In a divination my niece Annie and I carried out to learn more about our family’s Strega lineage, we were told that Oscan is the language of our lineage. After, we did some research and discovered that Oscan was indeed the language of parts of the Abruzzo in ancient times. We began to explore this Oscan connection. Oscan is an extinct language that was spoken in South and Central Italy from the 6th century B.C.E., until the 1st century C.E.  It predated the Roman takeover and was also eliminated by it.

With the help of Massimiliano Palmesano, a practitioner of the Janara cultum in Campania who is conducting research on the Mother Goddess of Campania and other places in Italy, I learned that the root of the word Oscan is snake and that snake worship is part of the tradition of the Osci people.

This is very important to me since my trajectory back to my own lineage has been long and winding and began with the Snake Goddess. In the beginning, my focus was on the Snake Goddess of the Minoan tradition. Through that lens, I explored and came to know this fabulous force. The life force of the cosmos, the cosmic snake. This image permeates the cultures of Old Europe spanning the Paleolithic through the Bronze Age.

Anagitia(oscan spelling), Snake Goddess of the Abruzzo. Image by Thalia Took

I found the Italian connection to snake worship once before in the discovery of the Goddess Anagitia: a Snake Goddess from the Abruzzo, yet I was not able to get confirmation until I met Palmesano, an Italian Janara currently working with the craft. With Palmesano’s help, I now have the important confirmation that the roots of the Strega lineage that I inherited through my Italian bloodline stretches back to the Oscan peoples and has at its foundation the worship of the Snake Goddess. He has also helped me understand the connection of my Strega lineage to the Janara Cult.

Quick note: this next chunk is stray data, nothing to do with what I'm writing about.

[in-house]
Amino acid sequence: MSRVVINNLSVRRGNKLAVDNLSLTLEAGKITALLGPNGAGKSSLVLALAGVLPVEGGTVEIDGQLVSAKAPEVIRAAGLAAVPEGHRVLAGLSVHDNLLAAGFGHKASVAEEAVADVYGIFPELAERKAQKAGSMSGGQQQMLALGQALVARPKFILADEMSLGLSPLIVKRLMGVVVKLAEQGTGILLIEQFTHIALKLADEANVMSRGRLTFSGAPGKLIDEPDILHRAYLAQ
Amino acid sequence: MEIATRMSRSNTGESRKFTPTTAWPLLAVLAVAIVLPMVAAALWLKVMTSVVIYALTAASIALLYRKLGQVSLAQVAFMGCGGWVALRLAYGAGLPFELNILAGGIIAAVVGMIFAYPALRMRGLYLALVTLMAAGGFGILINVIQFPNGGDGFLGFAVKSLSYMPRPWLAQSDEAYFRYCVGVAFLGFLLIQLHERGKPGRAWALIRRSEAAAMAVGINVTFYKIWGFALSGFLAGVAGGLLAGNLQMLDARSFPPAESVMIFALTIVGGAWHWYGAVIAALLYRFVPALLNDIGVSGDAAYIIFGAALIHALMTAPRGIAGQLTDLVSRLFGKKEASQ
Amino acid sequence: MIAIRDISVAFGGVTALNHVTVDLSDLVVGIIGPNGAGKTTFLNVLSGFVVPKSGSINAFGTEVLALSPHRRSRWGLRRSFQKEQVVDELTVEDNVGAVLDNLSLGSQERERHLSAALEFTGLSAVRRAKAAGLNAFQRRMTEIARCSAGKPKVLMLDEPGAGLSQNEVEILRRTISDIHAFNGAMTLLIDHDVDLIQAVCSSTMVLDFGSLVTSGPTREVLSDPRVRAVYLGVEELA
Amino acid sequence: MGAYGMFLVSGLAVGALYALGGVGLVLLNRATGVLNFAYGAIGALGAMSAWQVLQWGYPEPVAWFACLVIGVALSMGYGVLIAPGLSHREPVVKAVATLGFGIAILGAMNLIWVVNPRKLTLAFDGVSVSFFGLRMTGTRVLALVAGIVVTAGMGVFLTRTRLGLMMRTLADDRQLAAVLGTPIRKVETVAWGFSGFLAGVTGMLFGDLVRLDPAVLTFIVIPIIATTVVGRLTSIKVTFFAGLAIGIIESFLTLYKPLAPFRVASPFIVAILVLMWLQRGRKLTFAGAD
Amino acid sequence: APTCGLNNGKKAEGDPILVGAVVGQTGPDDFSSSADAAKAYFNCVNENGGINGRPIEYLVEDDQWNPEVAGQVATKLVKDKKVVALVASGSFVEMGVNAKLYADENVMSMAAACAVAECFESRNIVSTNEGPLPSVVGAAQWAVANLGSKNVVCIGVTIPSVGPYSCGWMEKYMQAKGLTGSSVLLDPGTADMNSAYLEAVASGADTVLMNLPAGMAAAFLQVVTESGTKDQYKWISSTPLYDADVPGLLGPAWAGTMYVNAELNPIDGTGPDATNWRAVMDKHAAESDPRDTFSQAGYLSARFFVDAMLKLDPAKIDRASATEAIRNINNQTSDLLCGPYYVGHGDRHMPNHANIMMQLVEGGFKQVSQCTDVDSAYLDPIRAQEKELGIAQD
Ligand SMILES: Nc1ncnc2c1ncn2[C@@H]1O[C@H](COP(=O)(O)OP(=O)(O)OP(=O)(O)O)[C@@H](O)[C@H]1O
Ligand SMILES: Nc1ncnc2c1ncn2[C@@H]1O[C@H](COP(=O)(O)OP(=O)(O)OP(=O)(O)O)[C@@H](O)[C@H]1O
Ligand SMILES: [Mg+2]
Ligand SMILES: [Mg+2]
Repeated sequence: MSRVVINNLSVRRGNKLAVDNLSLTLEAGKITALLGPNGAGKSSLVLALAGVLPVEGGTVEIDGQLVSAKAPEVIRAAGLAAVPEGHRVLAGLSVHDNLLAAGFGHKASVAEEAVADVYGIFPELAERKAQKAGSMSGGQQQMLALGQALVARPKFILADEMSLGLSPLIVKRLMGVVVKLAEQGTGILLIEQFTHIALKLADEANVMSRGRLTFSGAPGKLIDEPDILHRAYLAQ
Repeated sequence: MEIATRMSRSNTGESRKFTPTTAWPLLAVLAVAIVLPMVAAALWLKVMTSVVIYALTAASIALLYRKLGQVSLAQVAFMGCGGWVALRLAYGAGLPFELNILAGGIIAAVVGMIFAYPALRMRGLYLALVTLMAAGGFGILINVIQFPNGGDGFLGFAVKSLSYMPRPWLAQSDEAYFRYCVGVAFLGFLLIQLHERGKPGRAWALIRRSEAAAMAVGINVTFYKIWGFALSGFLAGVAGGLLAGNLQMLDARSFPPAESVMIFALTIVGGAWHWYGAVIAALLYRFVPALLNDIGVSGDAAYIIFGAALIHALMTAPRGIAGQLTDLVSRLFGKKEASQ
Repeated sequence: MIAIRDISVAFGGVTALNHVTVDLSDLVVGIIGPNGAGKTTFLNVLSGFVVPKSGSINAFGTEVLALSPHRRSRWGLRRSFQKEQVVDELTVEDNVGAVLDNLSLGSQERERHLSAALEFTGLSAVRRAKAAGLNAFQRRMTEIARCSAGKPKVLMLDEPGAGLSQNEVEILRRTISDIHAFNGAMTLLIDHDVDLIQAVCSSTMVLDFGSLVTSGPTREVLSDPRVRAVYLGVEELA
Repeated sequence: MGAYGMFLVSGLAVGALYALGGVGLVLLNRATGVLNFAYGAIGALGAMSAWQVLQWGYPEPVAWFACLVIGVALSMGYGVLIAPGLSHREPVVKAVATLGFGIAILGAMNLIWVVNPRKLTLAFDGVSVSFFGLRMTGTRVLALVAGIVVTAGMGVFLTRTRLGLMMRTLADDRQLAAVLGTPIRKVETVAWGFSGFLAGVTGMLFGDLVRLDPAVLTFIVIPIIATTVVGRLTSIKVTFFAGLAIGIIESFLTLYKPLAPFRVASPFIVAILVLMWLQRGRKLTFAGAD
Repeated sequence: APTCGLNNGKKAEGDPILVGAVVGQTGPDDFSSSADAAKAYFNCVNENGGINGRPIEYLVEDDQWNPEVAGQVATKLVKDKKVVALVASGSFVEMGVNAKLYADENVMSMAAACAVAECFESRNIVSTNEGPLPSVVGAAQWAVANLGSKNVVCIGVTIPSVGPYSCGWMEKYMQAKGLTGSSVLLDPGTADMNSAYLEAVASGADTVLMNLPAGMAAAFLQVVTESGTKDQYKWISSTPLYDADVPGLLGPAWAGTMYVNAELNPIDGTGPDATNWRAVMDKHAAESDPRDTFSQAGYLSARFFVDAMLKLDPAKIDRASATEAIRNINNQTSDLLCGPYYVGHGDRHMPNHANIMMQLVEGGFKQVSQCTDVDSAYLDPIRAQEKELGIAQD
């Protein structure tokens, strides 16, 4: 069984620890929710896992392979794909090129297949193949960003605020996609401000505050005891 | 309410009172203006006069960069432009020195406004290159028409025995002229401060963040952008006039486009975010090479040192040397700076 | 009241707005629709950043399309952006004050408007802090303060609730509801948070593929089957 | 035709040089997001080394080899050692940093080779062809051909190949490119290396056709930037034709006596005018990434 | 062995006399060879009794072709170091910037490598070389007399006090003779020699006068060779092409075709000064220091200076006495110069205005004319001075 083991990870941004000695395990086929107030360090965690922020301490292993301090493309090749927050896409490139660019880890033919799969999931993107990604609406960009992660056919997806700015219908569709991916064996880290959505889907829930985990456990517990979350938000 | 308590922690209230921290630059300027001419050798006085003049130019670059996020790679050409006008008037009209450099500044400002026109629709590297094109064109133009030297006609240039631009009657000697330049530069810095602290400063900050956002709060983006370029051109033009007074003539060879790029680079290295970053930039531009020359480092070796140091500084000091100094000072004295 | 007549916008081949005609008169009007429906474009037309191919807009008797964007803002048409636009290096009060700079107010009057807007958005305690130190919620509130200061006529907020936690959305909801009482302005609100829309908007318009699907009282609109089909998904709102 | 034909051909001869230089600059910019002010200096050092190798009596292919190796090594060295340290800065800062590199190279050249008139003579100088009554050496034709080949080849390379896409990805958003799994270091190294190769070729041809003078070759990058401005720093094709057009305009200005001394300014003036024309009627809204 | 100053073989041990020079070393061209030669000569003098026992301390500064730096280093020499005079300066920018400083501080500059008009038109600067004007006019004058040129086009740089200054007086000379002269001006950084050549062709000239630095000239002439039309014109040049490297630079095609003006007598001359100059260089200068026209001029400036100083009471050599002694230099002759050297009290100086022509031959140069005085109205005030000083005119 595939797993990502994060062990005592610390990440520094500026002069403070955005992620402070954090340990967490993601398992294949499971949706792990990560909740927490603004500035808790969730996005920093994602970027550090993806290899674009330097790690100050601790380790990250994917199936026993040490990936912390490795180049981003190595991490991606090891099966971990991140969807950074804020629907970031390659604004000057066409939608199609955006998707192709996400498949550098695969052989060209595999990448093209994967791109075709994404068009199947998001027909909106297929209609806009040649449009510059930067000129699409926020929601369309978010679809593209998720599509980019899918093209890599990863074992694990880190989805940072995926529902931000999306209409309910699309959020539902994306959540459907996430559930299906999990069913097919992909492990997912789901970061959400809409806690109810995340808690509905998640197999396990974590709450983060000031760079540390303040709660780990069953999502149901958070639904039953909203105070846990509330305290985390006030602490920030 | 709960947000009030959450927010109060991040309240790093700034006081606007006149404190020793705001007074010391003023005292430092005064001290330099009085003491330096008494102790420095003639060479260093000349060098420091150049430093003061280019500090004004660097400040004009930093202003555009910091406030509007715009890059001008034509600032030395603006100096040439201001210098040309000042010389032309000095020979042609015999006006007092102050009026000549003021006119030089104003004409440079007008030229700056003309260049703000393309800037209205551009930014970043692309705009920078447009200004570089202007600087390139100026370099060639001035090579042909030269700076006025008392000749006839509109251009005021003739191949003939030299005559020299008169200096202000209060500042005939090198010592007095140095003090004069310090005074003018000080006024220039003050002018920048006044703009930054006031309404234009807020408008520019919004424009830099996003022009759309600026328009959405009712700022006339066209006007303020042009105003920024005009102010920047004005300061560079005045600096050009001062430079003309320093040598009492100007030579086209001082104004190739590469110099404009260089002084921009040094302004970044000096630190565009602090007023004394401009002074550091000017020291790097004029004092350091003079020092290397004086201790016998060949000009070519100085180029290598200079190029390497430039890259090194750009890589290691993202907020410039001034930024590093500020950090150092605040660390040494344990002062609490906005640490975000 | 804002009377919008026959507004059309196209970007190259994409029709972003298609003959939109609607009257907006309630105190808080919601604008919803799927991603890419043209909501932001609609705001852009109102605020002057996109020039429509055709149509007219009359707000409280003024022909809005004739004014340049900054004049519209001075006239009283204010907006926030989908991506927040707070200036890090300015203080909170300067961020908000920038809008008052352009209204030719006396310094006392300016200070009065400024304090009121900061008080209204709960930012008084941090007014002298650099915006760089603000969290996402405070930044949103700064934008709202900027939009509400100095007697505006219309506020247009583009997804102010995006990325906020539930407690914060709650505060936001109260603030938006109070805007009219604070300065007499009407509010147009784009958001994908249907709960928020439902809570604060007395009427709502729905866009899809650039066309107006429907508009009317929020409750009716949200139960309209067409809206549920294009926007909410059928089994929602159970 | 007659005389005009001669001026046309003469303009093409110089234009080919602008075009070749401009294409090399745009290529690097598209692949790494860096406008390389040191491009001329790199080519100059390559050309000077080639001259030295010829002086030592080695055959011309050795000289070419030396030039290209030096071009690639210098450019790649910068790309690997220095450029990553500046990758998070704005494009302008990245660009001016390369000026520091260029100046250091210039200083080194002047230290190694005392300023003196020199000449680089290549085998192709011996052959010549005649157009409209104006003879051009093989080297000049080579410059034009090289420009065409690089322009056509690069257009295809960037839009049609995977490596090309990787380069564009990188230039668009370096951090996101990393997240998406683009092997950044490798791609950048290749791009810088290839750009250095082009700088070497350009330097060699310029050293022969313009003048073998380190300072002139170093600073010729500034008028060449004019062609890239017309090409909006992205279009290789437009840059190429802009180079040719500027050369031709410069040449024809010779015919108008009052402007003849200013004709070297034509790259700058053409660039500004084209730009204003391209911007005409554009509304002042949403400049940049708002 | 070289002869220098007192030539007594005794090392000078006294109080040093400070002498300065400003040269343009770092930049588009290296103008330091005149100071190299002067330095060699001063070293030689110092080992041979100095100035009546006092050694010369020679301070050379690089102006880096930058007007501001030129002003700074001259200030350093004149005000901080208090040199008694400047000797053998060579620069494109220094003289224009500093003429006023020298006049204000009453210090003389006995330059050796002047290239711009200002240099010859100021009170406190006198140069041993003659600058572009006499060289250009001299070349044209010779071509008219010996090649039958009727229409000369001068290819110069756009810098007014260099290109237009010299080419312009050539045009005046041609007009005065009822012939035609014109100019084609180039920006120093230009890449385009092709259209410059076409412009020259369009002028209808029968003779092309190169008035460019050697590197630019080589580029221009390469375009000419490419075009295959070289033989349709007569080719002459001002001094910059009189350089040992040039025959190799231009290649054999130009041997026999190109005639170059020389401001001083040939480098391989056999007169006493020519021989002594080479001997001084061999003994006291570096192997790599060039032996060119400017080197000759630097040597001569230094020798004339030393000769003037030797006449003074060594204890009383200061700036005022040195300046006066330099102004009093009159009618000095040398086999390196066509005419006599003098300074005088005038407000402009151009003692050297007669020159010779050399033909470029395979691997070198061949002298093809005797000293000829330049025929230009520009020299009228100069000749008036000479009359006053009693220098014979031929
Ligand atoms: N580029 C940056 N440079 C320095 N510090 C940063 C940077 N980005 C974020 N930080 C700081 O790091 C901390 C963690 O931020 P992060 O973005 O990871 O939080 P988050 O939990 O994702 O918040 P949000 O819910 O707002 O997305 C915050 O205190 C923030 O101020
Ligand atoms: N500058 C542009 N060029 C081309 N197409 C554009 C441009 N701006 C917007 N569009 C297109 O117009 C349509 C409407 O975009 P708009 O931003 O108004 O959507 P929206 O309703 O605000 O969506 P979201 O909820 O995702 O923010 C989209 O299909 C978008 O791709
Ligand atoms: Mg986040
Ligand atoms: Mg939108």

In a personal communication, Palmesano writes: “We worship the Janara cult. Janara (s.) or Janare (pl.) are southern shamans and healers. Most people consider their origin in Benevento and the origin of the name from the Goddess Diana > Dianares (priestess of Diana)….but there are some problems. The Janara cult is not only in the Benevento area, but expanded itself in 4/5 Italian regions in the south (Campania, Lazio, Puglia, Molise and Abbruzzo). I prefer to call it Janara Nation.”

Palmesano goes on to state that the female practitioners of the craft “aren’t priestesses, they are more akin to a shaman, and the Goddess Diana is a filiation of an archaic mother called Jana. On the term Jana, I’ve done a study that says that the origin of the term is Sanskrit and means “knowledge.” So the Janare did not originate in the middle ages, as a lot of anthropologists say, but in the archaic era, before the Roman domination of Southern Italy. The cult has its roots in Osco/Samnites spirituality. The term Osco or Osci (the ancient inhabitants of this land) came from the Greek word “ophis” which means snake. All the archaic symbolism leads to the snake: in a burial of 120 warriors there are no symbols, only a great snake on the shields.”